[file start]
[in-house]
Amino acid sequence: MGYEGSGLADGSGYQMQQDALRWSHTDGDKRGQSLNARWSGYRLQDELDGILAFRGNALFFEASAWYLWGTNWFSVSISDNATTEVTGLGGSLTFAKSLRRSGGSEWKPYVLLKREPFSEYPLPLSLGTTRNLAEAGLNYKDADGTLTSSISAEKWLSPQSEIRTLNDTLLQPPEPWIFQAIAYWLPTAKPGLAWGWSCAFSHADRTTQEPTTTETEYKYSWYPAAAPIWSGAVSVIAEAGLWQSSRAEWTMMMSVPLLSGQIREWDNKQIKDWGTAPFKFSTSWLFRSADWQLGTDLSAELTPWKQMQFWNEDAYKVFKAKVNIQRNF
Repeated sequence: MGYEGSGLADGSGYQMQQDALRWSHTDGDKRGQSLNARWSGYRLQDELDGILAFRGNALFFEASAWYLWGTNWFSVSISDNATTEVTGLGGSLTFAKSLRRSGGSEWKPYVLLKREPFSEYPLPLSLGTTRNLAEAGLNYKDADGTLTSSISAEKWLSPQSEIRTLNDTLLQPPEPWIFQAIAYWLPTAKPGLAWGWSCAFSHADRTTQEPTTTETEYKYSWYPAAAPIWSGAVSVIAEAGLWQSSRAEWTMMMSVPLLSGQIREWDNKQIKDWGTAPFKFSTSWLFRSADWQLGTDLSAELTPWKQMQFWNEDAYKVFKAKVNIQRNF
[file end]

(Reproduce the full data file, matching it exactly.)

[in-house]
Amino acid sequence: MGYEGSGLADGSGYQMQQDALRWSHTDGDKRGQSLNARWSGYRLQDELDGILAFRGNALFFEASAWYLWGTNWFSVSISDNATTEVTGLGGSLTFAKSLRRSGGSEWKPYVLLKREPFSEYPLPLSLGTTRNLAEAGLNYKDADGTLTSSISAEKWLSPQSEIRTLNDTLLQPPEPWIFQAIAYWLPTAKPGLAWGWSCAFSHADRTTQEPTTTETEYKYSWYPAAAPIWSGAVSVIAEAGLWQSSRAEWTMMMSVPLLSGQIREWDNKQIKDWGTAPFKFSTSWLFRSADWQLGTDLSAELTPWKQMQFWNEDAYKVFKAKVNIQRNF
Repeated sequence: MGYEGSGLADGSGYQMQQDALRWSHTDGDKRGQSLNARWSGYRLQDELDGILAFRGNALFFEASAWYLWGTNWFSVSISDNATTEVTGLGGSLTFAKSLRRSGGSEWKPYVLLKREPFSEYPLPLSLGTTRNLAEAGLNYKDADGTLTSSISAEKWLSPQSEIRTLNDTLLQPPEPWIFQAIAYWLPTAKPGLAWGWSCAFSHADRTTQEPTTTETEYKYSWYPAAAPIWSGAVSVIAEAGLWQSSRAEWTMMMSVPLLSGQIREWDNKQIKDWGTAPFKFSTSWLFRSADWQLGTDLSAELTPWKQMQFWNEDAYKVFKAKVNIQRNF